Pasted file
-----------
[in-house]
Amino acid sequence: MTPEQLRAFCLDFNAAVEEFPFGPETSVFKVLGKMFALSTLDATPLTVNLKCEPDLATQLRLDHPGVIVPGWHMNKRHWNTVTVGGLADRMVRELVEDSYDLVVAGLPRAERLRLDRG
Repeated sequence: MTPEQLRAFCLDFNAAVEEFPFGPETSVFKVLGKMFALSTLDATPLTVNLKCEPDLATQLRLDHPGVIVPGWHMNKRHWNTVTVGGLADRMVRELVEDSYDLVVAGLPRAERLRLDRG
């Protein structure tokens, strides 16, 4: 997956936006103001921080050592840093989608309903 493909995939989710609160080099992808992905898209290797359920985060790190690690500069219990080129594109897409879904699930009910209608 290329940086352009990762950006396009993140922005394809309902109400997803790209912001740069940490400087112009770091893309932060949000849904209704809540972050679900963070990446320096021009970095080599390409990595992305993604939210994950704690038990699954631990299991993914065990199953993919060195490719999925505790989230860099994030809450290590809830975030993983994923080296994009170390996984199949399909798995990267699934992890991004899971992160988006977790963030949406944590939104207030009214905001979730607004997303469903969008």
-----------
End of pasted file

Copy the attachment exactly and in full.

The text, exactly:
[in-house]
Amino acid sequence: MTPEQLRAFCLDFNAAVEEFPFGPETSVFKVLGKMFALSTLDATPLTVNLKCEPDLATQLRLDHPGVIVPGWHMNKRHWNTVTVGGLADRMVRELVEDSYDLVVAGLPRAERLRLDRG
Repeated sequence: MTPEQLRAFCLDFNAAVEEFPFGPETSVFKVLGKMFALSTLDATPLTVNLKCEPDLATQLRLDHPGVIVPGWHMNKRHWNTVTVGGLADRMVRELVEDSYDLVVAGLPRAERLRLDRG
């Protein structure tokens, strides 16, 4: 997956936006103001921080050592840093989608309903 493909995939989710609160080099992808992905898209290797359920985060790190690690500069219990080129594109897409879904699930009910209608 290329940086352009990762950006396009993140922005394809309902109400997803790209912001740069940490400087112009770091893309932060949000849904209704809540972050679900963070990446320096021009970095080599390409990595992305993604939210994950704690038990699954631990299991993914065990199953993919060195490719999925505790989230860099994030809450290590809830975030993983994923080296994009170390996984199949399909798995990267699934992890991004899971992160988006977790963030949406944590939104207030009214905001979730607004997303469903969008």